Number is up when it comes to jams

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Indy Politics
DRIVERS confined in traffic jams by roadworks were promised a remedy yesterday under the Citizen's Charter.

Motorists will get clear displays showing telephone numbers where they can lodge a complaint, John Major told an international conference in London on the Citizen's Charter. 'We are looking urgently at how to improve information for motorists including clear displays showing what number to ring when roadworks cause delays,' he said.

The idea of using car telephones to contact a number to complain to may invite the kind of ridicule from critics that greeted Mr Major's promise to reduce the number of red cones and provide more lavatories on motorways.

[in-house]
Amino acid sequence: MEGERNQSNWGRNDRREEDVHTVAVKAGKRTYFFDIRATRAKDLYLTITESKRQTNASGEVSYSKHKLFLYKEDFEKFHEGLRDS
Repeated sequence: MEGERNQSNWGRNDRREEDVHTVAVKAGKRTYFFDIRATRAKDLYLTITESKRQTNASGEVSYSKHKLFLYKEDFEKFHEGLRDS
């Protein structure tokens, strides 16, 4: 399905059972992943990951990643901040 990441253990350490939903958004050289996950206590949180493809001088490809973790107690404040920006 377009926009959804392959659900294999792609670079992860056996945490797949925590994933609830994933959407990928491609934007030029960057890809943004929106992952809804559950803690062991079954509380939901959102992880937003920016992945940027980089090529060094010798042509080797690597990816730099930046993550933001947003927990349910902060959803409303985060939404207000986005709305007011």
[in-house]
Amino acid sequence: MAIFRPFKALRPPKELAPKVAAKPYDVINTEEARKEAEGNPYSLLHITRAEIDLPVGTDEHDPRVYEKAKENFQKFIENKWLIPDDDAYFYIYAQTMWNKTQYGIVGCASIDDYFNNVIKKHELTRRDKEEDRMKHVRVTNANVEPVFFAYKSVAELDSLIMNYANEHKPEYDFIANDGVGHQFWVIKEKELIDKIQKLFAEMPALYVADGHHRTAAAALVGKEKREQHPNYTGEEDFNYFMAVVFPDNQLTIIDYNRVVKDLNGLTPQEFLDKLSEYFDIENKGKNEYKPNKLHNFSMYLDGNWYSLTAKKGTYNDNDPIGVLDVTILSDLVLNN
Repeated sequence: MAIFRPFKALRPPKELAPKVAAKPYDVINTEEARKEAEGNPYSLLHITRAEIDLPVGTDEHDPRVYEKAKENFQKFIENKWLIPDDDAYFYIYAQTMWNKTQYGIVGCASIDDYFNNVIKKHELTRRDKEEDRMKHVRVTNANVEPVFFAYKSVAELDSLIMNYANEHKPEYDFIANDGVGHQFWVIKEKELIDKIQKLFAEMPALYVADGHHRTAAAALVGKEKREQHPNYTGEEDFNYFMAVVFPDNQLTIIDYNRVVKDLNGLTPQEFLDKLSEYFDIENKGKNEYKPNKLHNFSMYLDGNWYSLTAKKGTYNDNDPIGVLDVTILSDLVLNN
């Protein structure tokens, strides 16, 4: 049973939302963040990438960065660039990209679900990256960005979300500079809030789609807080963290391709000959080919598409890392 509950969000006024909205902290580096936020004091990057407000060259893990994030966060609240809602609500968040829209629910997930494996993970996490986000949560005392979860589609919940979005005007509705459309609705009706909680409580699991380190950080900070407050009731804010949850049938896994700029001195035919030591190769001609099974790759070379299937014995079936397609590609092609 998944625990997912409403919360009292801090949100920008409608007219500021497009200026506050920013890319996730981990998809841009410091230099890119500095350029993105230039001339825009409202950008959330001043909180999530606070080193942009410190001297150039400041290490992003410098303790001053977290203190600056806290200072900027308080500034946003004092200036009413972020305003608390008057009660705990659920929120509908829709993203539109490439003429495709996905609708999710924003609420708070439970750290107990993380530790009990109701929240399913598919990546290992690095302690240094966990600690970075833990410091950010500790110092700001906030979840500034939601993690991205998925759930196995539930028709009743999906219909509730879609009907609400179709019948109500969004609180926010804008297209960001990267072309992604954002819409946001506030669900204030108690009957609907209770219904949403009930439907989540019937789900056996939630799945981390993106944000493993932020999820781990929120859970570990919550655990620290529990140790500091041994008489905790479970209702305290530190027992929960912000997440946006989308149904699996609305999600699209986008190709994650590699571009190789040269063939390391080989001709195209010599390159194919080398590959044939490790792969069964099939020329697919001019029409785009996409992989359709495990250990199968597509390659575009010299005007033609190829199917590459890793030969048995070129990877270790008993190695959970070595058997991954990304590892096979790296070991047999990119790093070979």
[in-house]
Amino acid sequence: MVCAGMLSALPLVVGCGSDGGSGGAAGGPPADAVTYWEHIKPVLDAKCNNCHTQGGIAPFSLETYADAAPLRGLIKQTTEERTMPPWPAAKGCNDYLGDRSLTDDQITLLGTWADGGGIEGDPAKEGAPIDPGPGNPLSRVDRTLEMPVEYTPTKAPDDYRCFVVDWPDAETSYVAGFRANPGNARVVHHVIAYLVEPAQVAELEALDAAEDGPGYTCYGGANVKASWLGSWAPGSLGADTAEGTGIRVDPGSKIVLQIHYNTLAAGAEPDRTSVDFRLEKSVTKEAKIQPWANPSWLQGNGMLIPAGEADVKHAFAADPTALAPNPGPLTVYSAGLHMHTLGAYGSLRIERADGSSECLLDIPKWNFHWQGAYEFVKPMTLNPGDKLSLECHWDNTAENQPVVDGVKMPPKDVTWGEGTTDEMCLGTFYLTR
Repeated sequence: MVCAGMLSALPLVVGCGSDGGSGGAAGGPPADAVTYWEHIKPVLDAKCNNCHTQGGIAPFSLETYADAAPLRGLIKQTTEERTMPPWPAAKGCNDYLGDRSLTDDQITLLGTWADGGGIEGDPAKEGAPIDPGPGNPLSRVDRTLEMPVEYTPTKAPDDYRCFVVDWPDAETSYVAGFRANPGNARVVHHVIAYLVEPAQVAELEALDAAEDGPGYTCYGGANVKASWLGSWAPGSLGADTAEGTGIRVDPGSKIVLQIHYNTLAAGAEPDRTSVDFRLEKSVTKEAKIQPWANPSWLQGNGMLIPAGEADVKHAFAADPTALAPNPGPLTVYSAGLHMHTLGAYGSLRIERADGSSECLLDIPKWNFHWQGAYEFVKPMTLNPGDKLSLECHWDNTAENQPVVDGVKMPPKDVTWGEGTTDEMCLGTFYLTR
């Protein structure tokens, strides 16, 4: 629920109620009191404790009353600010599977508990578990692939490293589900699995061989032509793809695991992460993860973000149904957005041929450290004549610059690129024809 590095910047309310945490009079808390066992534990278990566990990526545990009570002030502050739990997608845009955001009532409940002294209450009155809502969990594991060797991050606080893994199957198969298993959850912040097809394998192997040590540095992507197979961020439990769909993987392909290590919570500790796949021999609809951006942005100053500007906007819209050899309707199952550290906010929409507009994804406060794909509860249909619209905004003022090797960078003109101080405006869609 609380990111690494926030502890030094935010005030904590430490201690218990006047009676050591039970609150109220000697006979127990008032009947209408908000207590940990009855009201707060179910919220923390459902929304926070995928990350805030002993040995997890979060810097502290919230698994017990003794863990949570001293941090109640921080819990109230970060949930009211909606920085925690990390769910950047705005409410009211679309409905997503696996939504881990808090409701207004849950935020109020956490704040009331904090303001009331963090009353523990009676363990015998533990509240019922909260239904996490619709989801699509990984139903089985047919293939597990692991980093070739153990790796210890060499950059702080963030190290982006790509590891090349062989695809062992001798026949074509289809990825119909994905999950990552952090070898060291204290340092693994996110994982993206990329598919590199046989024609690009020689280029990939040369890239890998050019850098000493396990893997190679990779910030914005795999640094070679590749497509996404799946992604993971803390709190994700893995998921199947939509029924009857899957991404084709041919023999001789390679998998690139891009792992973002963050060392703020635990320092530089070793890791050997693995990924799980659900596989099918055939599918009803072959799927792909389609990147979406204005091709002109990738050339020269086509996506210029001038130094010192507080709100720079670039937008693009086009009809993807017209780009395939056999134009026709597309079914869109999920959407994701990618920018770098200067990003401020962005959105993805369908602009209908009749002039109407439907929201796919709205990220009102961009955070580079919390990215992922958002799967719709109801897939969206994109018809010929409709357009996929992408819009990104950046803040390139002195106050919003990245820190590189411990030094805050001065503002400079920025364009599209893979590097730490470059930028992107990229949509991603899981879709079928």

But the Prime Minister made it clear to his international audience that those who felt he should be searching for a big idea did not know the British as he did. 'We British have always been suspicious of the purely theoretical . . . As our poet John Betjeman put it, we like 'democracy and proper drains'.'

He said that restoring the principle of public service included setting standards. 'If you fail to meet the promised standard, tell people, then do something about it. Explain when things go wrong, because one thing more irritating than being kept waiting is not being told why.'

Mr Major said that the British programme of public service reform represented the most comprehensive change in the shape of British administration since the 1850s, which would 'change the lives of millions' . . . including those stuck in the traditional British traffic jam.